Environmental Engineering Reference
saline waters rise and move toward the poles, completing a loop. With melting ice caps, along with
an increase of precipitation at high latitudes (which sweetens the surface layer), the normal ocean
circulation pattern may be altered, with possible changes in the average global surface temperature.
This feedback effect on average surface temperature is very difficult to predict; it may be negative,
positive, or neutral. The disruption of the ocean circulation may have other consequences, such as
enhanced El Ni no effect and changing storm system patterns (see Section 10.3).
Results of Global Warming Modeling
Based on radiative forcing models, the Intergovernmental Panel on Climate Change (IPCC) projects
the average earth's surface temperature increase in the twenty-first century as shown in Figure 10.5.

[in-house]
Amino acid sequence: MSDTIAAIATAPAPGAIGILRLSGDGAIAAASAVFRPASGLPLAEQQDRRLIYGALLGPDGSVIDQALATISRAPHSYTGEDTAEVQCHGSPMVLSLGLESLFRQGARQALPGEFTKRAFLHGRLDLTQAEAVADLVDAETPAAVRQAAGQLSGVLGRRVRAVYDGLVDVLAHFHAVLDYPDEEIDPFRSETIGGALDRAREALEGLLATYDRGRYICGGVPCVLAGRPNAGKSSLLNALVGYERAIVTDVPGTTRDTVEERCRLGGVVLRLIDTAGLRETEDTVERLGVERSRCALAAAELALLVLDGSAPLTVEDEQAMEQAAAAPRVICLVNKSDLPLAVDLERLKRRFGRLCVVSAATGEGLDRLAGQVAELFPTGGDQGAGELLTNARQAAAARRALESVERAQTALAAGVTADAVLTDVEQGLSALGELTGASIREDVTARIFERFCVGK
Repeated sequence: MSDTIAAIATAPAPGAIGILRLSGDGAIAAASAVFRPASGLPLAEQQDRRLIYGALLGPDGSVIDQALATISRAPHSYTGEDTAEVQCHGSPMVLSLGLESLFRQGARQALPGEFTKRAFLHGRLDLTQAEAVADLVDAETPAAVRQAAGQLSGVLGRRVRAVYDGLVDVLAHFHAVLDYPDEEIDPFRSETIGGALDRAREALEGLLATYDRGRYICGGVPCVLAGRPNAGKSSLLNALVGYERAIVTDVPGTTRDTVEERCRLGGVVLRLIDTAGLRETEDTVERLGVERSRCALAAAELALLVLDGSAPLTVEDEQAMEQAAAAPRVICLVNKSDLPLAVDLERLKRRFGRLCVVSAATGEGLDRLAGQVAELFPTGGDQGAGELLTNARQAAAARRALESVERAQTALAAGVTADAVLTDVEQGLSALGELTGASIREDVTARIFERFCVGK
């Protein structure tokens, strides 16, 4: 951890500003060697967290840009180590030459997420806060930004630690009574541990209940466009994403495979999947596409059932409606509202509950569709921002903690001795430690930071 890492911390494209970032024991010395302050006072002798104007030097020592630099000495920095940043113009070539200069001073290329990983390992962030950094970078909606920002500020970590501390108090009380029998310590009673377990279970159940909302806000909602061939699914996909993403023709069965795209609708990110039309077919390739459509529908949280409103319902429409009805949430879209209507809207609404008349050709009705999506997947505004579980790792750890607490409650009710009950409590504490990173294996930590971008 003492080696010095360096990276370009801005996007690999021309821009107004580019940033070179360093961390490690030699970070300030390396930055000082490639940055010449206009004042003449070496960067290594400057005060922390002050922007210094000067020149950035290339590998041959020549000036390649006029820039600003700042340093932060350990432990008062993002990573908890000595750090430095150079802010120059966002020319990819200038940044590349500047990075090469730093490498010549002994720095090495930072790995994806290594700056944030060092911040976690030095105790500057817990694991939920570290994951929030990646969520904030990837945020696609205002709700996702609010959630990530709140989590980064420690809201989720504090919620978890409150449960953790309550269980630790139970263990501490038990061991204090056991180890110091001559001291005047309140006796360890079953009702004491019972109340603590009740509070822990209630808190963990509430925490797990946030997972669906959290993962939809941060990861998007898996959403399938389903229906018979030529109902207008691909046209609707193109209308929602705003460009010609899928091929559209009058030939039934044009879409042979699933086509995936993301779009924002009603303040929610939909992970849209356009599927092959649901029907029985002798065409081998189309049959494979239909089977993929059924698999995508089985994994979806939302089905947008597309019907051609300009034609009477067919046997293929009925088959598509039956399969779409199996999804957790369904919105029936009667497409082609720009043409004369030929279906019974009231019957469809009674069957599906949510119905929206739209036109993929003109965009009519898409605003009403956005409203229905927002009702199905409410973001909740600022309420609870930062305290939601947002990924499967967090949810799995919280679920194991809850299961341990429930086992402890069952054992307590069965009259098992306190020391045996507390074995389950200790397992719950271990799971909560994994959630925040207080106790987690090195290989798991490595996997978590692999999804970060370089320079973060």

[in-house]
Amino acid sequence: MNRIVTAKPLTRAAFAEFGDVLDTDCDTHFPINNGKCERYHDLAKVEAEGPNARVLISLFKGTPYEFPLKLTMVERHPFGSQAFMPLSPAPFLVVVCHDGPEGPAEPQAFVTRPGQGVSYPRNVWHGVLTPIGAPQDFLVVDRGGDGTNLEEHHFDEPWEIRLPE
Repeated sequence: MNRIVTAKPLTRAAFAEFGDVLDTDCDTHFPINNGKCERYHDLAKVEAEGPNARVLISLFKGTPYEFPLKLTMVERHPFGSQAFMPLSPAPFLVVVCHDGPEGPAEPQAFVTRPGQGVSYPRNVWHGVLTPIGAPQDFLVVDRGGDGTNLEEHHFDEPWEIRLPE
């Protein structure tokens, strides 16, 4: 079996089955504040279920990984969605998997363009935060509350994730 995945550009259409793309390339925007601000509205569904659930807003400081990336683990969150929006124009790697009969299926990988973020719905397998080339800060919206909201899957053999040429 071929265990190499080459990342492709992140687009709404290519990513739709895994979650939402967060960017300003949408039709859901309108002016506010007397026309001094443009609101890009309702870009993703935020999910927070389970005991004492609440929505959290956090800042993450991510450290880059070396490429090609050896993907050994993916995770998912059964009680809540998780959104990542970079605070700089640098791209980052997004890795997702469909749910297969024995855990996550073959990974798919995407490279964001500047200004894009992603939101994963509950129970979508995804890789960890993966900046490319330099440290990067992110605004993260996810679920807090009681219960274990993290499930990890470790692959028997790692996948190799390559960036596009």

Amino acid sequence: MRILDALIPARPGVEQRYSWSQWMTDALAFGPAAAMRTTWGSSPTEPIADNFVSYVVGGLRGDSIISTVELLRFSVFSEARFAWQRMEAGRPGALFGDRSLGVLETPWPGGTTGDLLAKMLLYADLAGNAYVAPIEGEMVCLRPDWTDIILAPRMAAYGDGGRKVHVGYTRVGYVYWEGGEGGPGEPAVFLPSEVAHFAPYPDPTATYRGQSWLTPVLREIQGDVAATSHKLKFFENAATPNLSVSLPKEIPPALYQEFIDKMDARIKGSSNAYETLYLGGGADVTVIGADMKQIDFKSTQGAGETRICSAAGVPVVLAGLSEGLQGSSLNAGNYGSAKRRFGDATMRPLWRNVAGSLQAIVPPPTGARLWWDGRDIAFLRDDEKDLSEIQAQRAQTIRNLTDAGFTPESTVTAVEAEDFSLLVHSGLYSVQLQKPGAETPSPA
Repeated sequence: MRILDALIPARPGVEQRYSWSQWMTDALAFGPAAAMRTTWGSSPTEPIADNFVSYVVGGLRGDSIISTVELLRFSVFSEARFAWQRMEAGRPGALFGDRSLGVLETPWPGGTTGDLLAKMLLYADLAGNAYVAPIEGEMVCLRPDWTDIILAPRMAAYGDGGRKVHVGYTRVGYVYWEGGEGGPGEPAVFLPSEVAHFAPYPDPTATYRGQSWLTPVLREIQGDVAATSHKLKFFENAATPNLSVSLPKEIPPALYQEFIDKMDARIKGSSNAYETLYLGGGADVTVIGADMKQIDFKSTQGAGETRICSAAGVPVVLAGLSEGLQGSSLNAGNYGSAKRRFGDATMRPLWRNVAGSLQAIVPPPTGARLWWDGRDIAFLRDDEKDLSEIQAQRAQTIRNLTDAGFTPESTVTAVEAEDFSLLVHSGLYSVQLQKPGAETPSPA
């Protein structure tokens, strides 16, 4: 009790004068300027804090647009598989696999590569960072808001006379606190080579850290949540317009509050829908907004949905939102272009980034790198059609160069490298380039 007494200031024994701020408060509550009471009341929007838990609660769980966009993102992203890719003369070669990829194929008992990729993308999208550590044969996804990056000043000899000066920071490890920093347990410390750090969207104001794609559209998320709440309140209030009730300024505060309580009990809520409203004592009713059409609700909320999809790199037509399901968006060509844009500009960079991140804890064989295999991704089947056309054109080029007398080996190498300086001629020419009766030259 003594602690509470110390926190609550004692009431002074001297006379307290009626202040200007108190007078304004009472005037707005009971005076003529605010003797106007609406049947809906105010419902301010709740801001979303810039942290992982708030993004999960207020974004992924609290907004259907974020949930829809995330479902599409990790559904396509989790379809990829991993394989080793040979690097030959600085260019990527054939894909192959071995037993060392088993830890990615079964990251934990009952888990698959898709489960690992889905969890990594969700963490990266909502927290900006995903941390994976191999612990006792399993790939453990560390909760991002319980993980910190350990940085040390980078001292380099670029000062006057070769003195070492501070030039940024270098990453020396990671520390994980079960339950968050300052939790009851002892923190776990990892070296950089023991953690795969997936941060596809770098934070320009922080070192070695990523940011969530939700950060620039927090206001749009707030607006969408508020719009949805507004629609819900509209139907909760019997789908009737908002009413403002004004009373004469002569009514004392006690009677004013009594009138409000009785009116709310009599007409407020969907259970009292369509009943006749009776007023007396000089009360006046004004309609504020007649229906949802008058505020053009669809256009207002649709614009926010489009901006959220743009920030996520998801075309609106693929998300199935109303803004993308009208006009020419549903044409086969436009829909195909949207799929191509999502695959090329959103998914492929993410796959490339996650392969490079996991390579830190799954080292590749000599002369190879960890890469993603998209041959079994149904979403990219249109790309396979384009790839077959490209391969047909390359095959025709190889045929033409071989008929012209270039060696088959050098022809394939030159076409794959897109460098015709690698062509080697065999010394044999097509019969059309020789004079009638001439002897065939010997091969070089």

This projection is based on estimated increase of CO 2 and other GHG emissions, as well on various
feedback effects. The “best” estimate predicts a rise of the earth's surface temperature by the end
of this century of about 2 ◦ C; the “optimistic” estimate predicts about 1 ◦ C, and the “pessimistic”
estimate predicts about 3 ◦ C. The optimistic estimate relies on slowing of CO 2 and other GHG
emissions, the pessimistic estimate relies on “business-as-usual” (i.e., on continuing rate of growth
of CO 2 and other GHG emissions), and the best estimate is somewhere in between.
Observed Trend of Global Warming
Because atmospheric CO 2 concentrations have risen from about 280 ppmv from the start of the
industrial era to about 370 ppmv to date, models show that to date there already should have been
a global warming of about 0.5 ◦ Cto1 ◦ C, depending on model and assumed feedback effects. Has
such warming actually occurred?
Figure 10.5 Projected trend of the earth's surface temperature increase. Upper curve: pessimistic scenario,
based on “business-as-usual” fossil fuel consumption. Lower curve: optimistic scenario, based on slowing
down of fossil fuel consumption. Middle curve: in between worst and best scenario. (Data from Houghton,
J. T., G. J. Jenkins, and J. J. Ephraums, Eds., 1995. Climate Change, the IPCC Scientific Assessment .
Cambridge: Cambridge University Press.)